Dr. László Szabó: Immigration and the Preservation of European Culture

Further update: Now the video is working again. Which is weird, because it disappeared from the channel for about 20 minutes or so. Anyway, you should be able to watch it now.

Update: It seems that the Westminster Institute has pulled this video off their channel for some reason. I watched it a little while ago, but now it’s missing. I don’t know what happened.

As I reported earlier tonight, on Wednesday Dr. László Szabó, the Hungarian ambassador to the United States, spoke at the Westminster Institute in McLean, Virginia. His talk is now available on video, including the Q&A section at the end. The whole thing is worth listening to:

The most interesting fact that I learned from his remarks is that all the migrants who took the Balkan Route during the Great Migration Crisis of 2015 stopped in at certain bank in Belgrade to pick up an instruction leaflet (#1 on the list presumably being “throw away your passport”), a cell phone, and €5,000 in cash — at least until the money ran out. So that’s where all those €500 notes came from that the “Syrians” were spending that September in Nickelsdorf after they crossed from Hungary to Austria.

The question that we should all ponder is: Who put that money in the bank for those poor destitute “refugees” to claim? I agree with CrossWare — her opinion is that George Soros wasn’t spending his own money on the migration caper; he was simply acting as the distributor of the funds. That is, someone used his NGOs as a conduit, and he undoubtedly managed to turn a profit on the deal. I’m sure we can all make some educated guesses about who the ultimate benefactor was.

10 thoughts on “Dr. László Szabó: Immigration and the Preservation of European Culture

  1. How very different things would be in Europe had Merkel possessed this gentleman’s common sense. Her policies have created an unmitigated disaster for the people of Europe that they will never be able to fully recover from.

  2. “her opinion is that George Soros wasn’t spending his own money on the migration caper; he was simply acting as the distributor of the funds”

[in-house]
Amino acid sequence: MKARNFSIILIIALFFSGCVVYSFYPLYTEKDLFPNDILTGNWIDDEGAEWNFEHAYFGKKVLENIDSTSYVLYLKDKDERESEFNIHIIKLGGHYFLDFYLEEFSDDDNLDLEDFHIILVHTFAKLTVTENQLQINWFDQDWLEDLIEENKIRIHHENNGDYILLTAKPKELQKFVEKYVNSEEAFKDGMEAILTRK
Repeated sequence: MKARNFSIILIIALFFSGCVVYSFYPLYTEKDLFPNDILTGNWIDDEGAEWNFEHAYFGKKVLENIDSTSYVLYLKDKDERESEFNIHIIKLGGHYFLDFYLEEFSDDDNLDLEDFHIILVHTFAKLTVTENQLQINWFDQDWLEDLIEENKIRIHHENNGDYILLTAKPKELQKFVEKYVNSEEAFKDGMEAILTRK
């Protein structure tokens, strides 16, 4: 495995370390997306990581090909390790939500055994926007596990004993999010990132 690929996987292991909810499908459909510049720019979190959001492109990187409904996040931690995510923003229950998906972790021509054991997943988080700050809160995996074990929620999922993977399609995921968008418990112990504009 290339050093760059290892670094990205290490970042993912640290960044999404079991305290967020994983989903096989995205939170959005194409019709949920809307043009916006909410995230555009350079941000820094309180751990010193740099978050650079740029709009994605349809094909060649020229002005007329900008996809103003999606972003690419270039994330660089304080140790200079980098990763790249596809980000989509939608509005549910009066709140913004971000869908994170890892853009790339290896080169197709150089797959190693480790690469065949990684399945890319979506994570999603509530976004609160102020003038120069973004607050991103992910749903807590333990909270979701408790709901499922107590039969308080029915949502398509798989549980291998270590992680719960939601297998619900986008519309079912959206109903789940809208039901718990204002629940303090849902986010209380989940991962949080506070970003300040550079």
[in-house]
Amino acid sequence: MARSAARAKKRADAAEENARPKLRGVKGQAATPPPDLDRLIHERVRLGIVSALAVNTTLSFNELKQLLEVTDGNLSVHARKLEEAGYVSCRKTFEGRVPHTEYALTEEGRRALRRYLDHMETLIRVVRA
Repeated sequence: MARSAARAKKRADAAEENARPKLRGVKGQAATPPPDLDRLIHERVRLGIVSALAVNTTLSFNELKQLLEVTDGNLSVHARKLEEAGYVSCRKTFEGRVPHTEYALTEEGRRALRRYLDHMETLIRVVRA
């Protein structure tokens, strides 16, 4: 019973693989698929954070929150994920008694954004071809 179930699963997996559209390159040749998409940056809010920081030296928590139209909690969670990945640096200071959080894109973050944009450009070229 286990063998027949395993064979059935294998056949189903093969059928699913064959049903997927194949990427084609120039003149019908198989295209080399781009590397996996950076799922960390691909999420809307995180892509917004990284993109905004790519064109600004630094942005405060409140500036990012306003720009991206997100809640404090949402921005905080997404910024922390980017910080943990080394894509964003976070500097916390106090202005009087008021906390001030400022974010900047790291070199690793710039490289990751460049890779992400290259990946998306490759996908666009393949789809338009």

I’m interested to hear that someone else has come to the same conclusion as I have about Soros.

    Here’s my guess:
    I remember his youth history as a collaborator. I suspect that he hasn’t changed modus operandi, Only changed whom his clients are. He’s like a large-size Tides Foundation, perhaps. It all merges in with an ability for him to profit from foreknowledge of events to happen.

    What I don’t know is whom his clients are. Same as with the Tides Foundation.

    Perhaps they’re not even always the same. I’d really like to know.

  3. It’s a world of difference to hear a government official with logic, knowledge and intelligence. I guess in most western countries, you are used to overlooking the idiocies, pandering, and just illogical statements our government officials routinely give us.

    I was particularly struck with Dr. Szabo’s graphic case for the assertion that the refugees are dangerous migrants seeking financial benefits and possibly political and physical dominance. He speaks of the piles of discarded passports they find at entry points, along with the very high proportion of refugees claiming to be Syrian. He cites the figure of 5,000 refugees actually employed in (Sweden?) of the hundreds of thousands admitted. And he makes an ironclad case that Hungary can be a Christian country, with a Christian identity, and not discriminate against anyone on religious or faith grounds.

    Recent studies have found evidence that the presence of Christianity prevented the upper classes from implementing birth control measures, thus facilitating the higher intelligence levels in the English and European populations.

    I didn’t know that the UN and EU have called migration a human right. I’m not in the least surprised: there is absolutely nothing that would do more to destroy countries and national identity. The UN, like the EU, is coming out as a coercive tyranny rather than a common market. The largest countries, like the US and even the UK, don’t really have to worry about the EU, but the smaller, more vulnerable countries like Hungary are in danger of financial and trade sanctions, and probably in danger of physical invasion down the road.

    I don’t really care if Soros is putting up his own money, or acting as a conduit. We know who Soros is and what he does. There’s no question on that. Whether or not Soros channels private funds, there is no doubt his agenda augments the power of vested bureaucracies, and thus Soros receives help from government and NGOs.